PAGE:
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Driving & Transportation with Autism Spectrum Disorder

The Next Street Driving School is uniquely positioned to serve the autism community with a robust driver training program including on-staff occupational therapists trained to medically assess drivers. In collaboration with The Next Step Driving School, we can help would-be drivers on the autism spectrum navigate their road to independence -- with a driver’s license!

New driving students must be at least 16 years old. For many on the Autism Spectrum, motivation for driving happens in their 20’s. It’s never too late to become more independent!

  • Stimuli can be difficult. Loud sounds such as sirens or screeching brakes, the feeling of the seatbelt against your skin, and even the radio, can cause discomfort and make driving challenging.
  • There are many rules. Although individuals with Autism usually prefer to follow rules and a routine, anyone who has traveled in a car understands that many other drivers do not follow the rules.
  • Physical demands and coordination are a big part of driving. It’s important to have or develop response and coordination skills.

Everyone with an Autism is unique. Try answering the following questions, which may be helpful for you or your child:

  1. How flexible is the potential driver when he/she encounter changes?
  2. Is the potential driver able to adapt quickly to changes, or do sudden deviations from expectations cause distress?
  3. Does the potential driver have the motor skills needed to safely operate vehicle controls?
  4. Is the potential driver able to handle distractions, such as billboards and radio noise, and make quick, appropriate and safe decisions?
  5. Does the potential driver have sensory processing issues that would result in anxiety when faced with lots of noise or shiny moving objects?
  6. Is the potential driver able to maintain focus on a task for a long period of time, or will they get quickly distracted and forget about the car he/she is driving?
  7. Can the potential driver maintain focus while being aware of surroundings?
  8. Can the potential driving maintain enough awareness to identify potential obstacles and plan how to react to them?

The Next Street program for Driving with Autism includes a clinical evaluation by a Certified Driver Rehabilitation Specialist, who will assess you or your child to determine readiness to drive and develop a plan.

  • Begin learning! Ask the potential driver to sit in the front passenger seat while an experienced driver verbalizes directions. This is a fun way to learn the roads, traffic control devices and lane markings. You can make a game of it!
  • Get started! Break the process of starting the car into small steps. For example, begin with selecting the correct key, then put it into the ignition, then turn it to the right until the engine turns over, and then let go of the key.
  • Steer in the right direction. Learn about GPS and other navigation options , but be careful of sensory overload or using a smart phone due to possible distractions such as notifications and text messages.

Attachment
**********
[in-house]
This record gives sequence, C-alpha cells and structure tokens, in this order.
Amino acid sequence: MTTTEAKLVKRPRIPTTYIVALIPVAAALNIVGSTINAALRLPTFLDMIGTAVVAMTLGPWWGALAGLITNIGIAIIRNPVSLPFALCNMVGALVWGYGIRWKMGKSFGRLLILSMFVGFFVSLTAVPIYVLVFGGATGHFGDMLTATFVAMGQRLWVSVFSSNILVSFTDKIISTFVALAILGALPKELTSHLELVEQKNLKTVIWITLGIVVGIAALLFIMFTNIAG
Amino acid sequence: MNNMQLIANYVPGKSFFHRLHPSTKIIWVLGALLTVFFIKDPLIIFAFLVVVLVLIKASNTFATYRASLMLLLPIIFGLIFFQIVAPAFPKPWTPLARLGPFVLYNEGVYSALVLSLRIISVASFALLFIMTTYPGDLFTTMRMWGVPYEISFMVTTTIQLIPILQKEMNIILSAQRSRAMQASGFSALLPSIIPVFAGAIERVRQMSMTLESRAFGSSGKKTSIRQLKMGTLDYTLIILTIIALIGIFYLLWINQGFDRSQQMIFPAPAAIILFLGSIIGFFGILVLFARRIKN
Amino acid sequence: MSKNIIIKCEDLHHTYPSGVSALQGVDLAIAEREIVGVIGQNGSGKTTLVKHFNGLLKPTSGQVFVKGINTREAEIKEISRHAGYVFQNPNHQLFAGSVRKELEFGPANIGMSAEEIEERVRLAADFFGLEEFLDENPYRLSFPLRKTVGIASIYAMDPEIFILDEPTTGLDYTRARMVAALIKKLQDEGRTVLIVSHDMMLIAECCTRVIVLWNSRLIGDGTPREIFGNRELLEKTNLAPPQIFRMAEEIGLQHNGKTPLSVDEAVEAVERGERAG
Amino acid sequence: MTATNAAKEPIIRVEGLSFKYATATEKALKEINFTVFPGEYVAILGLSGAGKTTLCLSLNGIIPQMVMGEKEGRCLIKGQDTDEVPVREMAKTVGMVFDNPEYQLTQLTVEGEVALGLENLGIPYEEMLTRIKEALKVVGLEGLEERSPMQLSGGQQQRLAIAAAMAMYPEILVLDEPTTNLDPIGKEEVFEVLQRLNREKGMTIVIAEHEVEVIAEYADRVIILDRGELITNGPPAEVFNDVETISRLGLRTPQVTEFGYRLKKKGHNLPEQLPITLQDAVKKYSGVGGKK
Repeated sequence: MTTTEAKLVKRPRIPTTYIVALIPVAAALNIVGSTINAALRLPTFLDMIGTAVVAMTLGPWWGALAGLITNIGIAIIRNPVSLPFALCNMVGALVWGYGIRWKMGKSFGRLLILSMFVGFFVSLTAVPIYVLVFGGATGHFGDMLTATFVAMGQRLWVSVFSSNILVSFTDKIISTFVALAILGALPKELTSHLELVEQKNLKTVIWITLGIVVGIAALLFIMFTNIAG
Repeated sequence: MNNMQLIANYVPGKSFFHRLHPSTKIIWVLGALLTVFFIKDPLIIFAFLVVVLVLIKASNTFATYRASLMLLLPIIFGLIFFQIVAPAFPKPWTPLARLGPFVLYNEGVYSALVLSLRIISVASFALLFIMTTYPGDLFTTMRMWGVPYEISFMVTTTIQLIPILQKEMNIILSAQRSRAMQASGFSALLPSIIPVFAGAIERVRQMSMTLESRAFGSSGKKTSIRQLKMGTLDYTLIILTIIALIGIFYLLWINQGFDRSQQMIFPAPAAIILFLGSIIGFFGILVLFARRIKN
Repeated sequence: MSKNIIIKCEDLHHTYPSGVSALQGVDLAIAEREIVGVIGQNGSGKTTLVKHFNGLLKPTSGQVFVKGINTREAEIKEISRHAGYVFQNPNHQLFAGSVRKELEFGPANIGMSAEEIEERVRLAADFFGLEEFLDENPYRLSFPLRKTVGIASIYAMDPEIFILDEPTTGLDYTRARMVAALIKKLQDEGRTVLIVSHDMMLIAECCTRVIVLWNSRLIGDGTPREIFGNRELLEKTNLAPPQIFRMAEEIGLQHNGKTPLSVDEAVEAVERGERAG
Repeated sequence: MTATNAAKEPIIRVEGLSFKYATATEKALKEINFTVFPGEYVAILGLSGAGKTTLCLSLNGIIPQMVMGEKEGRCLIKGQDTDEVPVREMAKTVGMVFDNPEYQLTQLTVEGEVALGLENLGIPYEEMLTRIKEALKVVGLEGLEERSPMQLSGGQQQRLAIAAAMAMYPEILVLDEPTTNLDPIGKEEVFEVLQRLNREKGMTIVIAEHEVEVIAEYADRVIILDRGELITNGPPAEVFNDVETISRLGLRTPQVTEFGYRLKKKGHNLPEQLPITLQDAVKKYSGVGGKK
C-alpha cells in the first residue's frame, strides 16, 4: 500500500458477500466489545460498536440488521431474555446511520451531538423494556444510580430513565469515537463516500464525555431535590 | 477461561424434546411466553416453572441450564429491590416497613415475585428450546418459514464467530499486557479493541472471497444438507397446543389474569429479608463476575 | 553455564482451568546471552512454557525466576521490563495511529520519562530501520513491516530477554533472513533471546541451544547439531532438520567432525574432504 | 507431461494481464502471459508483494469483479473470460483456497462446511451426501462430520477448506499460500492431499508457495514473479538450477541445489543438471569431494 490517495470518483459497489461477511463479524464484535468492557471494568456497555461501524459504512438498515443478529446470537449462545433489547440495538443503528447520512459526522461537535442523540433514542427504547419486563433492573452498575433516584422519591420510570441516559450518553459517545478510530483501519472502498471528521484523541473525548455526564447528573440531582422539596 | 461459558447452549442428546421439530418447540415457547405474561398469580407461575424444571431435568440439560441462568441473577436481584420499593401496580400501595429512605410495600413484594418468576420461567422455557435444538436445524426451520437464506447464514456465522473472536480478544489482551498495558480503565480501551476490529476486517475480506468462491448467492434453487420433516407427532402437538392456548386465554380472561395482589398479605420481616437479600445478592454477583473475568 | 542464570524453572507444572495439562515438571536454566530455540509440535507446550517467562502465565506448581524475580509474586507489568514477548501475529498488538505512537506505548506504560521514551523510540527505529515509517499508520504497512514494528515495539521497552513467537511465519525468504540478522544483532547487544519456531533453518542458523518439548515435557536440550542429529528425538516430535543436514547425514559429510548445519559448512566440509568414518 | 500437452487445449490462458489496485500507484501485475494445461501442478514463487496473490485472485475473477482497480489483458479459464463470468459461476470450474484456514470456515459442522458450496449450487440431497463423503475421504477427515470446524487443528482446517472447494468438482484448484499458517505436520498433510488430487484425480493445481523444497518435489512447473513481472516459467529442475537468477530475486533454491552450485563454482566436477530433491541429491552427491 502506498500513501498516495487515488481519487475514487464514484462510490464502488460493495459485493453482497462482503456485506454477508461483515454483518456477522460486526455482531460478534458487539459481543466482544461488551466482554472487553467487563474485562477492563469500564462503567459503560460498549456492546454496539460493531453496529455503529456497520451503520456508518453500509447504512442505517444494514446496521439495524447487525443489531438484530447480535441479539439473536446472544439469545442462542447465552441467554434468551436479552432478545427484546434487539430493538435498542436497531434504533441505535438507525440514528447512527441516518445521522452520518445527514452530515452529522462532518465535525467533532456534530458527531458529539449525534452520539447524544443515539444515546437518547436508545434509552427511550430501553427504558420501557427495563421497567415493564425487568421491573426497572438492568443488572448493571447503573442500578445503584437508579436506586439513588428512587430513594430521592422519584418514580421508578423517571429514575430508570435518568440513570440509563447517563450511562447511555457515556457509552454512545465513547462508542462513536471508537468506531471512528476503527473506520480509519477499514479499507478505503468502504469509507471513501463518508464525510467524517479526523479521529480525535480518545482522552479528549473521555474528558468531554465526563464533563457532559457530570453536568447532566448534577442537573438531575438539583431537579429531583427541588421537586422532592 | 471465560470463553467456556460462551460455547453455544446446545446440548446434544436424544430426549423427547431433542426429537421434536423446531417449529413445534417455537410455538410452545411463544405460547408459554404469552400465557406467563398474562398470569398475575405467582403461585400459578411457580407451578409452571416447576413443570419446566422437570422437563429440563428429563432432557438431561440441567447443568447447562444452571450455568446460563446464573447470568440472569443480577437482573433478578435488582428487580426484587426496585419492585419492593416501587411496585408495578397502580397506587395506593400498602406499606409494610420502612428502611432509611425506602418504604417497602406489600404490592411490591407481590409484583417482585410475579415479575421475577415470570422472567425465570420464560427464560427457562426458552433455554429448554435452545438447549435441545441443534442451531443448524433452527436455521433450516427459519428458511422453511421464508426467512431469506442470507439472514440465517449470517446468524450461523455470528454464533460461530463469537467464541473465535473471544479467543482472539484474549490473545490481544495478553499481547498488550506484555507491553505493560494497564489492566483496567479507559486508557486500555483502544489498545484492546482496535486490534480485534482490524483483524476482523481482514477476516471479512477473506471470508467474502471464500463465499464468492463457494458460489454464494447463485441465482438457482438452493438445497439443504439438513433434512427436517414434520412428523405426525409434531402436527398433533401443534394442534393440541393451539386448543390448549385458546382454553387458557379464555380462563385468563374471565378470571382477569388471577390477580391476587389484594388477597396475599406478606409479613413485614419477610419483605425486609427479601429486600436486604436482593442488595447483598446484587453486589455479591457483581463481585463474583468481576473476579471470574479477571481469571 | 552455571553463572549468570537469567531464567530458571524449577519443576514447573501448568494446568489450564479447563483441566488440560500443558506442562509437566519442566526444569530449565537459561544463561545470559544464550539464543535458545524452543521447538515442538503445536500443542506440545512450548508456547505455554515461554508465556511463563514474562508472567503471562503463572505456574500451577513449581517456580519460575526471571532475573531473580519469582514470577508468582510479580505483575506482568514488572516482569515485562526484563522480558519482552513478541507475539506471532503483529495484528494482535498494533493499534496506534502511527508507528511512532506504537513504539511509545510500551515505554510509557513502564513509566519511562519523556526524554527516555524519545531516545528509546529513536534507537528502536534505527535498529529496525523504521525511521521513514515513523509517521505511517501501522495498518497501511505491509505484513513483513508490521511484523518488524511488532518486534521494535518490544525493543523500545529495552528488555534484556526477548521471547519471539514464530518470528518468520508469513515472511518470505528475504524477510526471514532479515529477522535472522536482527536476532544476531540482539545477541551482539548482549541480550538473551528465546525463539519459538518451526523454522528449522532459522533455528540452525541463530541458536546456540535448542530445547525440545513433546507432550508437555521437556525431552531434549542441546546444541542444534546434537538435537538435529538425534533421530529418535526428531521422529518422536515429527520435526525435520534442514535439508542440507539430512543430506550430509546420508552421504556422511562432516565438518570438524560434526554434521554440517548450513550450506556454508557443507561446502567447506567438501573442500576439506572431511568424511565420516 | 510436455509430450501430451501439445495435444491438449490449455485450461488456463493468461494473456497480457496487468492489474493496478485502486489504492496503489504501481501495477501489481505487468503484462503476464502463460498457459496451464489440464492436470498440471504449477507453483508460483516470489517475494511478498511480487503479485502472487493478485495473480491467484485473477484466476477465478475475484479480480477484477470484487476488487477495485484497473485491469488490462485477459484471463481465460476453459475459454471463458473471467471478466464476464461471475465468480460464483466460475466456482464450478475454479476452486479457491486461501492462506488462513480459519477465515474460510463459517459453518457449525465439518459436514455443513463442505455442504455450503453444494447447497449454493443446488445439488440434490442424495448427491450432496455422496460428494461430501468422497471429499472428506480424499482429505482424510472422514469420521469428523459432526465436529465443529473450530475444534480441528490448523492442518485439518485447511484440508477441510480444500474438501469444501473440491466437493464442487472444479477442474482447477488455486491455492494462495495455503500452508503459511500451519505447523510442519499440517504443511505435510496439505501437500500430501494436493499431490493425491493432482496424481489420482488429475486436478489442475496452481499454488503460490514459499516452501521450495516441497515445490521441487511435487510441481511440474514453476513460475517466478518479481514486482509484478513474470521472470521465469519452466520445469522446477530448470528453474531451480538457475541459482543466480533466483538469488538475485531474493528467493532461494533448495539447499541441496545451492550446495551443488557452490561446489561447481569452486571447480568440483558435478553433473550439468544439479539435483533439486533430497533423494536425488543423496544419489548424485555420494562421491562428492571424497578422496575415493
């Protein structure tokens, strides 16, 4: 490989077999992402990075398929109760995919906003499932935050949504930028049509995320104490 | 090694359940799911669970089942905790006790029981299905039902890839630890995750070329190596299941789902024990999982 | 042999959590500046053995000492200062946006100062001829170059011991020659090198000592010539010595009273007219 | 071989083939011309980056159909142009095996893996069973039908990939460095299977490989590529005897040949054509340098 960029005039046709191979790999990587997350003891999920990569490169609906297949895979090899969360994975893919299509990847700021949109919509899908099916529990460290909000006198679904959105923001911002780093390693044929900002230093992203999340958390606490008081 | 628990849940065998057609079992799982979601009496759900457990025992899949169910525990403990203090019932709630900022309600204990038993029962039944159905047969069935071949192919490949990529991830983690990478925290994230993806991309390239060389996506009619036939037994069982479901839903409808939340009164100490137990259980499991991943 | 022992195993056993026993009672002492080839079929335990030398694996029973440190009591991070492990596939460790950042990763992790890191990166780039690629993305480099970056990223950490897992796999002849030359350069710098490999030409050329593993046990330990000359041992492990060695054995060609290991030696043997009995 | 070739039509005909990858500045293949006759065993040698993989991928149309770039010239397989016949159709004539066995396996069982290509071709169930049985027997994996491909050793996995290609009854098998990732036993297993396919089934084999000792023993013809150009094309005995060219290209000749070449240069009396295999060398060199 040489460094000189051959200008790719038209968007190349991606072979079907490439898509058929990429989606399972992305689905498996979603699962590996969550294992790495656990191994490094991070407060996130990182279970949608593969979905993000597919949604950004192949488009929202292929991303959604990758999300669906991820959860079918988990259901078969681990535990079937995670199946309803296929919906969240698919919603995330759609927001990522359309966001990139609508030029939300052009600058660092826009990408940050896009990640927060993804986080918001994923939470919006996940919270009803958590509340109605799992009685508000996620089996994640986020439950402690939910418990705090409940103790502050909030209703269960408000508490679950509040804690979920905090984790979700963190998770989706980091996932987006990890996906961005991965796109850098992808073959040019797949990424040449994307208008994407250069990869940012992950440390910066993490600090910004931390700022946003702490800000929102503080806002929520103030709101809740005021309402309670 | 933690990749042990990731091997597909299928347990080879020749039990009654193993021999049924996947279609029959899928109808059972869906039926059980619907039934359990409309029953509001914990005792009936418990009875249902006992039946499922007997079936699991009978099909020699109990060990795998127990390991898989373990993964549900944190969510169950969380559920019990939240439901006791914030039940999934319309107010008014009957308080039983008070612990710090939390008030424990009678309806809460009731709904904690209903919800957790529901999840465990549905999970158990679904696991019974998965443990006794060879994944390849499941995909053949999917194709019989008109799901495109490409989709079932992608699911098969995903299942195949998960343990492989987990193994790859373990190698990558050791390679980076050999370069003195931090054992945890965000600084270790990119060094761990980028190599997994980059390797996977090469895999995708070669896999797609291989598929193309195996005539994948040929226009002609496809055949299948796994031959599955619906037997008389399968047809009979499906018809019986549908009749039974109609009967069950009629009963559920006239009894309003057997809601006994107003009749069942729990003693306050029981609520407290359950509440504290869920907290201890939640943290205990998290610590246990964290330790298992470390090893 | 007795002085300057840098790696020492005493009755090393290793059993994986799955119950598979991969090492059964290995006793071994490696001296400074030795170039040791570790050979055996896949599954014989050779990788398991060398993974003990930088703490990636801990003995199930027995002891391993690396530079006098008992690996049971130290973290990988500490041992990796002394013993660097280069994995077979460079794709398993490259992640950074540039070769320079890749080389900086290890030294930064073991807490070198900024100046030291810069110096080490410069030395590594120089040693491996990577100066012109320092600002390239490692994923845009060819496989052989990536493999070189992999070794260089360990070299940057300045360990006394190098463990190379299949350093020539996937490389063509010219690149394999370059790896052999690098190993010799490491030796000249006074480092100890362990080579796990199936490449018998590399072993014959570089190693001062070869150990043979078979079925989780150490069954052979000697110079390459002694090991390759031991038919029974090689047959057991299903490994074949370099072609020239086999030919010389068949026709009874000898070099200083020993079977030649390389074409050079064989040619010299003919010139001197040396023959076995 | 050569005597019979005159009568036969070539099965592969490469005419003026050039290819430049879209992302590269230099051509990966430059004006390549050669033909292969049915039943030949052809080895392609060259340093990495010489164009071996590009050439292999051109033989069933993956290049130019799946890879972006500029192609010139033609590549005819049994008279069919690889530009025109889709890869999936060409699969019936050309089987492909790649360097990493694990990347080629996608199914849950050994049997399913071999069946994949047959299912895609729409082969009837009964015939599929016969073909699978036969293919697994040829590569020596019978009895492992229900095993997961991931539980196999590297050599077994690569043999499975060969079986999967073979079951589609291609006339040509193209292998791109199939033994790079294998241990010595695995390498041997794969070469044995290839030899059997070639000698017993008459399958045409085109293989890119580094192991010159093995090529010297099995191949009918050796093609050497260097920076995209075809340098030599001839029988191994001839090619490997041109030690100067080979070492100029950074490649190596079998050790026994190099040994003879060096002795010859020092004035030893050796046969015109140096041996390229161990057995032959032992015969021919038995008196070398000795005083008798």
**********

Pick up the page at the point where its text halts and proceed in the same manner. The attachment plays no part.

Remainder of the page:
• Call others out!  Point out drivers that do not follow the rules of the road. Although we would like to believe everyone is a good driver, we must be realistic in what a new driver will encounter on the roads. Some people do not follow the rules, which can lead to frustration or even rage. Talk through the feelings and identify calming strategies.
  • Be prepared for… just about anything.  Sometimes things do not go as planned. It’s a driver’s reaction that is important. For example, if you miss a turn, keep going until you find a safe place to turn around or let your navigation re-route you. Drivers should think about what he/she would do if there is an accident, flat tire, traffic, animal strike, etc.

You tried. An important step towards independence was taken. Learning traffic signs, directions and the rules of the road is useful for everyone. The motivation to drive is the most important piece, and nobody can take that away from you.. Besides, there are other means of transportation: buses, subways, trains, and ride-sharing, such as Uber and Lyft.

We believe driving and transportation is an important factor to becoming an independent person. Our mission at Planning Across the Spectrum is to help everyone live as independently and financially free as possible. The ability to get a job, see friends, and have the security of getting around is invaluable. We want to be there with you and your family from your first car, to your last. During this time, you may also need help with:

  1. College Planning – Finding the right college and taking advantage of all financial opportunities
  2. Guardianship – Reviewing options for guardianship and conservatorship and recommending the best choice for the individual
  3. Government Benefits – Navigating the maze of government benefits -- not just for today, but for the future
  4. Insurance – Making sure an individual or family has appropriate disability and life insurance coverage, and, if needed, car insurance
  5. Life Coaching – Not limited to financial and money management, our coach will help you be your best self and live your best life
  6. Saving and Investing – ABLE accounts, retirement, and investments for the entire family
  7. Legal Options – Referrals to a national network of attorneys for establishing a Special Needs Trusts and more

Driving is a milestone step toward independence. Life is a journey and we want to be your (hopefully not annoying) backseat driver!